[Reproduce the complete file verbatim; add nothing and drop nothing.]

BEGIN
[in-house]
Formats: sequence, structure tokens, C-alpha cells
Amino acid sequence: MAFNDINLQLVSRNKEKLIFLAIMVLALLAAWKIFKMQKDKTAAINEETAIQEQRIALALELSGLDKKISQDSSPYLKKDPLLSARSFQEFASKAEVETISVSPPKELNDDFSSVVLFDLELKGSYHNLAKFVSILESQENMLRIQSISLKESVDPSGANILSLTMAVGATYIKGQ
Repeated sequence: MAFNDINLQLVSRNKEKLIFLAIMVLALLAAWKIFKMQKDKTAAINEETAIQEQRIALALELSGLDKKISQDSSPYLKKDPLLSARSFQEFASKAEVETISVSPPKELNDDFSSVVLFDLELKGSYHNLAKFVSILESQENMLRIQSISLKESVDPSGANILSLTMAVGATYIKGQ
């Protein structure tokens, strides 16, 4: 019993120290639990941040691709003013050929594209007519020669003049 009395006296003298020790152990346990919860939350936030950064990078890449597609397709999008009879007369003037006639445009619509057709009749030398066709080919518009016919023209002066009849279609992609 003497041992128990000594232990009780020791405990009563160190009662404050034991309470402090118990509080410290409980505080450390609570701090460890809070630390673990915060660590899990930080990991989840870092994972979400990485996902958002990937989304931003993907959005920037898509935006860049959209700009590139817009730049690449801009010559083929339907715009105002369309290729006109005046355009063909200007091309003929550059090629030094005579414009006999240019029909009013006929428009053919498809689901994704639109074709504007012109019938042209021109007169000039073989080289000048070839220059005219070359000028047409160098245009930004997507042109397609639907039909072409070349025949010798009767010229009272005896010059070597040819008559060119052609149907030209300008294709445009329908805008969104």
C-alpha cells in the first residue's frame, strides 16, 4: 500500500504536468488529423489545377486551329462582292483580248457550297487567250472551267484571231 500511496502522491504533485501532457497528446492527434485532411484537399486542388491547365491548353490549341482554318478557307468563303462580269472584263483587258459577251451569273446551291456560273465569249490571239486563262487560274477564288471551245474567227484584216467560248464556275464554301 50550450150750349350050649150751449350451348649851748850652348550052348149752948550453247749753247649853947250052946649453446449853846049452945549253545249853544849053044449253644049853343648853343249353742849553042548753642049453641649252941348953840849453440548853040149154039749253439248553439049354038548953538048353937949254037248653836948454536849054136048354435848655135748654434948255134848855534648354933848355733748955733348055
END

[in-house]
Formats: sequence, structure tokens, C-alpha cells
Amino acid sequence: MAFNDINLQLVSRNKEKLIFLAIMVLALLAAWKIFKMQKDKTAAINEETAIQEQRIALALELSGLDKKISQDSSPYLKKDPLLSARSFQEFASKAEVETISVSPPKELNDDFSSVVLFDLELKGSYHNLAKFVSILESQENMLRIQSISLKESVDPSGANILSLTMAVGATYIKGQ
Repeated sequence: MAFNDINLQLVSRNKEKLIFLAIMVLALLAAWKIFKMQKDKTAAINEETAIQEQRIALALELSGLDKKISQDSSPYLKKDPLLSARSFQEFASKAEVETISVSPPKELNDDFSSVVLFDLELKGSYHNLAKFVSILESQENMLRIQSISLKESVDPSGANILSLTMAVGATYIKGQ
């Protein structure tokens, strides 16, 4: 019993120290639990941040691709003013050929594209007519020669003049 009395006296003298020790152990346990919860939350936030950064990078890449597609397709999008009879007369003037006639445009619509057709009749030398066709080919518009016919023209002066009849279609992609 003497041992128990000594232990009780020791405990009563160190009662404050034991309470402090118990509080410290409980505080450390609570701090460890809070630390673990915060660590899990930080990991989840870092994972979400990485996902958002990937989304931003993907959005920037898509935006860049959209700009590139817009730049690449801009010559083929339907715009105002369309290729006109005046355009063909200007091309003929550059090629030094005579414009006999240019029909009013006929428009053919498809689901994704639109074709504007012109019938042209021109007169000039073989080289000048070839220059005219070359000028047409160098245009930004997507042109397609639907039909072409070349025949010798009767010229009272005896010059070597040819008559060119052609149907030209300008294709445009329908805008969104």
C-alpha cells in the first residue's frame, strides 16, 4: 500500500504536468488529423489545377486551329462582292483580248457550297487567250472551267484571231 500511496502522491504533485501532457497528446492527434485532411484537399486542388491547365491548353490549341482554318478557307468563303462580269472584263483587258459577251451569273446551291456560273465569249490571239486563262487560274477564288471551245474567227484584216467560248464556275464554301 50550450150750349350050649150751449350451348649851748850652348550052348149752948550453247749753247649853947250052946649453446449853846049452945549253545249853544849053044449253644049853343648853343249353742849553042548753642049453641649252941348953840849453440548853040149154039749253439248553439049354038548953538048353937949254037248653836948454536849054136048354435848655135748654434948255134848855534648354933848355733748955733348055